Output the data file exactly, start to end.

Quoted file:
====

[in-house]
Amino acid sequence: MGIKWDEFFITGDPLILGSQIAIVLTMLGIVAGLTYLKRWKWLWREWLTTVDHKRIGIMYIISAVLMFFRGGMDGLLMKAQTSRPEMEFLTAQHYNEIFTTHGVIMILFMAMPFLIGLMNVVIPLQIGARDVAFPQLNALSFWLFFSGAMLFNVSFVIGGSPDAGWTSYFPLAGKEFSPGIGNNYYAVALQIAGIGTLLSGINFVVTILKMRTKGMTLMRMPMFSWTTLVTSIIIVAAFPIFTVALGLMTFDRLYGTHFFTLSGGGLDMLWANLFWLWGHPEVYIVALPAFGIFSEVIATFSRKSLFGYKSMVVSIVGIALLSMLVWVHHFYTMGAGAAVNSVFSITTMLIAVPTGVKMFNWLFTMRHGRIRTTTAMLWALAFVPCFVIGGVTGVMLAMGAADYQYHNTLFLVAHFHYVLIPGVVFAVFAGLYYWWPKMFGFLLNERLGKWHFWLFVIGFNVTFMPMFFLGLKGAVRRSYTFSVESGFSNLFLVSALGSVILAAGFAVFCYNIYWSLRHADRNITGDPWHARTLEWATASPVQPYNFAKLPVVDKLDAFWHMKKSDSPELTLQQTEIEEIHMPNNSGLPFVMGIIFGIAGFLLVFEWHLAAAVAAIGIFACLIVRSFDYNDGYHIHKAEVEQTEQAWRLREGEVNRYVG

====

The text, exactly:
[in-house]
Amino acid sequence: MGIKWDEFFITGDPLILGSQIAIVLTMLGIVAGLTYLKRWKWLWREWLTTVDHKRIGIMYIISAVLMFFRGGMDGLLMKAQTSRPEMEFLTAQHYNEIFTTHGVIMILFMAMPFLIGLMNVVIPLQIGARDVAFPQLNALSFWLFFSGAMLFNVSFVIGGSPDAGWTSYFPLAGKEFSPGIGNNYYAVALQIAGIGTLLSGINFVVTILKMRTKGMTLMRMPMFSWTTLVTSIIIVAAFPIFTVALGLMTFDRLYGTHFFTLSGGGLDMLWANLFWLWGHPEVYIVALPAFGIFSEVIATFSRKSLFGYKSMVVSIVGIALLSMLVWVHHFYTMGAGAAVNSVFSITTMLIAVPTGVKMFNWLFTMRHGRIRTTTAMLWALAFVPCFVIGGVTGVMLAMGAADYQYHNTLFLVAHFHYVLIPGVVFAVFAGLYYWWPKMFGFLLNERLGKWHFWLFVIGFNVTFMPMFFLGLKGAVRRSYTFSVESGFSNLFLVSALGSVILAAGFAVFCYNIYWSLRHADRNITGDPWHARTLEWATASPVQPYNFAKLPVVDKLDAFWHMKKSDSPELTLQQTEIEEIHMPNNSGLPFVMGIIFGIAGFLLVFEWHLAAAVAAIGIFACLIVRSFDYNDGYHIHKAEVEQTEQAWRLREGEVNRYVG